I’ve gone all Italian of late. Not in the belligerent, brooding, erratic-driving kind of way (that’s me normally), rather in my love of the wines and cuisine of my favourite holiday destination. There’s something in the food that reflects the sunshine, the rolling hills and terraces, the simmering passion of the natives. And the wine, by evolution, is in perfect harmony with the rich, full-flavoured dishes, their fresh-off-the-vine ingredients and lashings of olive oil.
So following on from last week’s desperately simple Spaghetti Bolognese, here’s another classic made easy, and without the need to have an olive grove in your back garden.
Go with either of the white equivalents of the Dievole and Farnese recommended with the Bolognese – the dryness and acidity of the Dievolino Malvasia and the Trebbiano d’Abruzzo are perfect for the creamy starchiness of the pasta and sauce.
- ¼ lb dried tagliatelle (or roughly double of the fresh stuff)
- 4 oz smoked bacon, chopped
- 4 oz mushrooms, chopped
- 1 clove garlic, chopped
- 2 large eggs
- 1 tbsp grated Parmesan
- Extra virgin olive oil
- Salt and black pepper
And the cooking:
- Start cooking the tagliatelle, adding a bit of salt to the water.
- Lightly fry the bacon, mushrooms and garlic in a decent glug of olive oil.
- Whisk the eggs in a bowl, add seasoning and the grated Parmesan.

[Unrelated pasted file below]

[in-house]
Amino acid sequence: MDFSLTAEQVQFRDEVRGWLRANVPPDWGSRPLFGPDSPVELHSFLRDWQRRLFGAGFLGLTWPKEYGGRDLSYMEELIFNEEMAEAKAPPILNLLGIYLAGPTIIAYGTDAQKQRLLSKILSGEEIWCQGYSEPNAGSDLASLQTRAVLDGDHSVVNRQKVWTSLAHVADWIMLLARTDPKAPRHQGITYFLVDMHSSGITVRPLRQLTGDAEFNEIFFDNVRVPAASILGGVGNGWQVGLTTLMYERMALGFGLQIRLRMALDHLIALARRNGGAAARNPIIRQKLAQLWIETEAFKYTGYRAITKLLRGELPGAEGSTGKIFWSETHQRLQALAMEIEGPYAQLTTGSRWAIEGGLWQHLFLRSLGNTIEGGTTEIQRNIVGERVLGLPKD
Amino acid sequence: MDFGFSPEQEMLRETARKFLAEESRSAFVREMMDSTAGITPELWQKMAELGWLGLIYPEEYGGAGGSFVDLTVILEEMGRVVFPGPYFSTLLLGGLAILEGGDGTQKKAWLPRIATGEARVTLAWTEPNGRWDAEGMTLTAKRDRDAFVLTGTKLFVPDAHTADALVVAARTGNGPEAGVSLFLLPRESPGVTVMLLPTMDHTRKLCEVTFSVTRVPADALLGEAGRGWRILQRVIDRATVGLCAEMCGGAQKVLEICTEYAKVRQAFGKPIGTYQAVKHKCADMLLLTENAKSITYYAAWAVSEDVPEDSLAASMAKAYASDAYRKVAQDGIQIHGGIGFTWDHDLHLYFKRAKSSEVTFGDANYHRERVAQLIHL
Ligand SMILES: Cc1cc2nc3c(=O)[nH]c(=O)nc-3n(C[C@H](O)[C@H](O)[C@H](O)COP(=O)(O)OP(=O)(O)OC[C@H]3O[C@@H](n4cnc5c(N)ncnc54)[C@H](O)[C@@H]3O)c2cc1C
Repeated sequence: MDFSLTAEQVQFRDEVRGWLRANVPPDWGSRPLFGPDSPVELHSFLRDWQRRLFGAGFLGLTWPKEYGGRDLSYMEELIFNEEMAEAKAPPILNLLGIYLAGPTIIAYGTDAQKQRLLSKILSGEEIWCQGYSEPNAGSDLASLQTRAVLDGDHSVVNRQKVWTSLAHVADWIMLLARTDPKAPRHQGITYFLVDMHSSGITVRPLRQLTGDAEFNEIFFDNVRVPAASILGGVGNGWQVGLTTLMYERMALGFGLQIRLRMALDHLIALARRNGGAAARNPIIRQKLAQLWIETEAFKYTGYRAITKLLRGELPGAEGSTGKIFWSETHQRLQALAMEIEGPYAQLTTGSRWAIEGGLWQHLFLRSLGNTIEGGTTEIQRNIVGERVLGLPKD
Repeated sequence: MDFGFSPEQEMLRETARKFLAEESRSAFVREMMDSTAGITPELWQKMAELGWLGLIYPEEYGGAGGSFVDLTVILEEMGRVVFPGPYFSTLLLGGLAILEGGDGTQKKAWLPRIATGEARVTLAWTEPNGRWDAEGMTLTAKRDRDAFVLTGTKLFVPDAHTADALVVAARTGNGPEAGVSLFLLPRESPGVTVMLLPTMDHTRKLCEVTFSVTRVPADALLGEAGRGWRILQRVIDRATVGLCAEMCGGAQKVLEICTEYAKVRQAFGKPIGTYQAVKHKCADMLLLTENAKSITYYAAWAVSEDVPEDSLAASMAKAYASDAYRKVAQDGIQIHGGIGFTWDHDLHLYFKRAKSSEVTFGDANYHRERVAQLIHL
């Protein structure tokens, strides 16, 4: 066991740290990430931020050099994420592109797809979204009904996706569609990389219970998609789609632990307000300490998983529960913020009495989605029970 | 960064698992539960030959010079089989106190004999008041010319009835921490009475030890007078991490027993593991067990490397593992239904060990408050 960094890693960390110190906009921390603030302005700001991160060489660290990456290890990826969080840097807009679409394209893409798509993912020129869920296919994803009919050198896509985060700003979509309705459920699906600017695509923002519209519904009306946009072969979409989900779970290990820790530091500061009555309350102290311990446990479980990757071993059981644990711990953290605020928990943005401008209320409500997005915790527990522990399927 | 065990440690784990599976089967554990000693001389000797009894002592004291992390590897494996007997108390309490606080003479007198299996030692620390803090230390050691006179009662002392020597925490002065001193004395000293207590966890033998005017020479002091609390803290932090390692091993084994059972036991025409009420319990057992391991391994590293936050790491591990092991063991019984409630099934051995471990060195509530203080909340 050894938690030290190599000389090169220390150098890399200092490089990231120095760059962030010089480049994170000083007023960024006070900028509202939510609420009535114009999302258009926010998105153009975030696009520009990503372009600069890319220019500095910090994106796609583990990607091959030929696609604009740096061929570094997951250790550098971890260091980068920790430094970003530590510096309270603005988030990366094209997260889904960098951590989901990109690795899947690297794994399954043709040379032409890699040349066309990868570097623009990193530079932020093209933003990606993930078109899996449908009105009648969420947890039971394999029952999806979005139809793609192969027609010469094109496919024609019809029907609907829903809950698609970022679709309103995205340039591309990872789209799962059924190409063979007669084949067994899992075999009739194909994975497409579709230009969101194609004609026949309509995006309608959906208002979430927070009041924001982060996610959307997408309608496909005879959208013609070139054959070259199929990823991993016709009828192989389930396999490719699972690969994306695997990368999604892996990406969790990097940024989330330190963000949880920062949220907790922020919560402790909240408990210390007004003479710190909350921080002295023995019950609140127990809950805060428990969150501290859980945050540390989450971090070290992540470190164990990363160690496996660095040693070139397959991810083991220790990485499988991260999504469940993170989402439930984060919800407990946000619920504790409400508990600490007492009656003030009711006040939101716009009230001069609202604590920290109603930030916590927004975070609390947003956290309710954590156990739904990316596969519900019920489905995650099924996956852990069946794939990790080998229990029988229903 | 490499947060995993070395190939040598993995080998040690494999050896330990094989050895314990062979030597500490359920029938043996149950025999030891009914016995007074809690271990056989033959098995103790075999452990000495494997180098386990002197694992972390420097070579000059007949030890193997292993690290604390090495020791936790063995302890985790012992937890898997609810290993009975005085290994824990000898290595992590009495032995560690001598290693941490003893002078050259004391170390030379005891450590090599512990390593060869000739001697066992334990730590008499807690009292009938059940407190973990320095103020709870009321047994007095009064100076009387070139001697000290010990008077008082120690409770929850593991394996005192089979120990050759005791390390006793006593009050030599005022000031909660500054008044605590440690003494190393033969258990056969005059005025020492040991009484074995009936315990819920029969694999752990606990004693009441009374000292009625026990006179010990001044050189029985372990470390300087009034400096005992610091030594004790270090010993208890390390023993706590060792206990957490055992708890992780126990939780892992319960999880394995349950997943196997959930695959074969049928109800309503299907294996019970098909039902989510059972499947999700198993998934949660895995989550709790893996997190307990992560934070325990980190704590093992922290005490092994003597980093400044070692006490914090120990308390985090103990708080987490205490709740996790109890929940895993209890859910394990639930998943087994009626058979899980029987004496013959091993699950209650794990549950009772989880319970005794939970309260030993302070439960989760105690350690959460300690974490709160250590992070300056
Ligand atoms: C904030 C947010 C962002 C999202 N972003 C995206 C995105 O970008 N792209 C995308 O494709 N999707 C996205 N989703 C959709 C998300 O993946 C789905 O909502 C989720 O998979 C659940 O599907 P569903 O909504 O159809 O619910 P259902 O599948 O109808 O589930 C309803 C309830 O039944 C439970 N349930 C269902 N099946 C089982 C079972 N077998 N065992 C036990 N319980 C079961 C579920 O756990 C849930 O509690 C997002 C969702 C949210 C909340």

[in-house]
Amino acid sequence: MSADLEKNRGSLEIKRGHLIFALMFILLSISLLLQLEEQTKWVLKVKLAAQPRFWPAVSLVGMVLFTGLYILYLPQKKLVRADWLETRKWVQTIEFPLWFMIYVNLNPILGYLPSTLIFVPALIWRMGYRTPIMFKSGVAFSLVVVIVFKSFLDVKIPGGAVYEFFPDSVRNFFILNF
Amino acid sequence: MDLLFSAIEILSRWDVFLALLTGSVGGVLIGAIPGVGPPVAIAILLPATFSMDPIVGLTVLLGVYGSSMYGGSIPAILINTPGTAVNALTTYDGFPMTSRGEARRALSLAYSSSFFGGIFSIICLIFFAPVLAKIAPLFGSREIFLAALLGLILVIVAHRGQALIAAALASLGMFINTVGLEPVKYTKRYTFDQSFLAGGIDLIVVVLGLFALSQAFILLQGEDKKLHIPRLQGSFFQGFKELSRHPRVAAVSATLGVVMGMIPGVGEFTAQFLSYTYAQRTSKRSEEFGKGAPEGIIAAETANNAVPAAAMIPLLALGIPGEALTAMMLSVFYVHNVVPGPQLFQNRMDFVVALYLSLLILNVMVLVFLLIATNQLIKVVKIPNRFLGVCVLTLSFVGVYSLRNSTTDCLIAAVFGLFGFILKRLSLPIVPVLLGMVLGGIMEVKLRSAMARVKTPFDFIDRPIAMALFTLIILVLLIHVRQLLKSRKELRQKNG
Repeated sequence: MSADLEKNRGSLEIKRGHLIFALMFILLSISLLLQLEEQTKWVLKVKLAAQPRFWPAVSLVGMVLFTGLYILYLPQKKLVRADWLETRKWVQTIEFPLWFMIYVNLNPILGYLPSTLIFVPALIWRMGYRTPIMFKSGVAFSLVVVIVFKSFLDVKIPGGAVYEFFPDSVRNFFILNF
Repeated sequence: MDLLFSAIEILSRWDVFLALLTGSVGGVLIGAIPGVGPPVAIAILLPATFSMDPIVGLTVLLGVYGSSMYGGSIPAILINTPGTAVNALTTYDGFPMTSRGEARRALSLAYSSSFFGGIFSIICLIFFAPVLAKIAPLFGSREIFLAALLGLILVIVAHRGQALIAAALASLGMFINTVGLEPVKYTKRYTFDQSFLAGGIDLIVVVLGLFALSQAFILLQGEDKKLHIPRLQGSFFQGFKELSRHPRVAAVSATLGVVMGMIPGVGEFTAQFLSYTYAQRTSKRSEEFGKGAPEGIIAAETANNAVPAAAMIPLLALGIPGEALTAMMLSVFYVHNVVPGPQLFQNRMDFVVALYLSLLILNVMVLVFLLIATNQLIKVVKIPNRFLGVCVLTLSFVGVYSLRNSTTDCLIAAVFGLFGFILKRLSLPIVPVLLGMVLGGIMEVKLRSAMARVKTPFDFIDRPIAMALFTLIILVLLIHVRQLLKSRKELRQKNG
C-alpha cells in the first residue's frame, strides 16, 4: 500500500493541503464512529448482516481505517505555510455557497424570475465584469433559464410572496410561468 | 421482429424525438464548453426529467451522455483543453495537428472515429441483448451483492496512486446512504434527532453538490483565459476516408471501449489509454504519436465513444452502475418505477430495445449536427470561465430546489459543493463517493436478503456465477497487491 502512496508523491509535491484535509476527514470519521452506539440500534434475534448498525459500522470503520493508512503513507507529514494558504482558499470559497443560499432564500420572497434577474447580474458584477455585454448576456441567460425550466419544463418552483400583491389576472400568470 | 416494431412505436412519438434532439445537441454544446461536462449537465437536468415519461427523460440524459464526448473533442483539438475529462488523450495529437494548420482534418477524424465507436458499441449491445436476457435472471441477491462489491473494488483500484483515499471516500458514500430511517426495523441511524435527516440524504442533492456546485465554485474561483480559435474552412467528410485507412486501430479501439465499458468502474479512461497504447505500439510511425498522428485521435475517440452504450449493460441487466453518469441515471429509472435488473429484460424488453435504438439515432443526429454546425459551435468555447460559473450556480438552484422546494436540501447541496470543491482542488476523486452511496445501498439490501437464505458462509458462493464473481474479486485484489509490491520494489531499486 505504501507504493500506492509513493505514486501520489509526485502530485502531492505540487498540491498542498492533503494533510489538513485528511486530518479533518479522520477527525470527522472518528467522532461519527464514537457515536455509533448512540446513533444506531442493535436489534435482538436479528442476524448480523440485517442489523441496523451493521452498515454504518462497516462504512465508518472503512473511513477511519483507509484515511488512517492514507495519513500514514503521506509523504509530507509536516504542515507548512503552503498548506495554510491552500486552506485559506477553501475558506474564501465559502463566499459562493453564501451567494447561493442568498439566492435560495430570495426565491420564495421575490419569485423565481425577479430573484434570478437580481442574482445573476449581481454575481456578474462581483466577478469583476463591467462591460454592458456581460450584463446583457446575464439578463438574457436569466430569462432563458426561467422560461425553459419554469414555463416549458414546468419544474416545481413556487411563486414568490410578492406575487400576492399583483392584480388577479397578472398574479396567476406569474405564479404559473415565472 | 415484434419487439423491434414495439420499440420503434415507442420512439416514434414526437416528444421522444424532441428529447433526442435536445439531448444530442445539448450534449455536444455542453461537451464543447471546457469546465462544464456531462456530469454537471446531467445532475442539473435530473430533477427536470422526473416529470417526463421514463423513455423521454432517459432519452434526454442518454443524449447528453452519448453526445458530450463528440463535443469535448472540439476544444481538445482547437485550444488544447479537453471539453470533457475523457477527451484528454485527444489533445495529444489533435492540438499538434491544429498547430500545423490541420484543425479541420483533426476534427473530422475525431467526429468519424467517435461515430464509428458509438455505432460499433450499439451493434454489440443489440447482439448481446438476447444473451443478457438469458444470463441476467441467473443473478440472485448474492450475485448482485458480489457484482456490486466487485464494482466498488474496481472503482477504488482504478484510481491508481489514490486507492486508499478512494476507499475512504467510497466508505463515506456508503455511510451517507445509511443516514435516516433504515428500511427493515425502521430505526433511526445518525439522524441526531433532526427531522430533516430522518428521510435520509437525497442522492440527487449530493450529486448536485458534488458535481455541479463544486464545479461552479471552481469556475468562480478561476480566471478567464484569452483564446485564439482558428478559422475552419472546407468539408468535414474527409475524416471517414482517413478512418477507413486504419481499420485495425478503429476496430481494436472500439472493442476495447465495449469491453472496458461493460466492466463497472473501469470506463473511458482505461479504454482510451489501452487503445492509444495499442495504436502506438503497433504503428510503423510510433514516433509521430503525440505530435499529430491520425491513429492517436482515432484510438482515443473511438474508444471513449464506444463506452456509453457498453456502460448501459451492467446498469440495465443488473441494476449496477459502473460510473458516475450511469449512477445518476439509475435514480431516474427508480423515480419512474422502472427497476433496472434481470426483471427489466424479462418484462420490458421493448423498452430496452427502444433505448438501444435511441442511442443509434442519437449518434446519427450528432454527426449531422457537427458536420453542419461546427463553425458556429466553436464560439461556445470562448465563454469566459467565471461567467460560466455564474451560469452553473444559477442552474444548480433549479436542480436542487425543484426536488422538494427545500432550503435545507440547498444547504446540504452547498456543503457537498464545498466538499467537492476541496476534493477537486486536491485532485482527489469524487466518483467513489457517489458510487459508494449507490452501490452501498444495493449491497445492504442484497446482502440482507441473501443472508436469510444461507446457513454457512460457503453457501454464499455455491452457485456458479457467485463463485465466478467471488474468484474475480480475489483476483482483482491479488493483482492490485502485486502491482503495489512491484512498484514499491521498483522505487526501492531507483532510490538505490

- Drain pasta and quickly mix in bacon and mushrooms followed by beaten egg mix. The egg will cook in the hot pasta and be slightly granular.
- Sprinkle over lots of Parmesan and serve immediately.
Could it be any easier?
Can I just say how happy I am that this recipe doesn’t contain any cream? I don’t know how that got started, but it’s a travesty. I would use more Parmesan, say 1/3 cup, and also toss in a few tbsp of grated Pecorino Romano, but I like a lot of cheese. Also, for more of a garlic hit, use a garlic press and add directly to the eggs and cheese, don’t bother frying it. One of my favorite pasta dishes, definitely.
Thanks Bill. Having just arrived back from Sardinia in the early hours of this morning, I was reminded once again over the weekend of the secret of genuine Italian cuisine – keeping it simple.
The Pecorino’s a great addition for some extra flavour, and the raw garlic is definitely another tip on keeping it real, if not to everyone’s taste!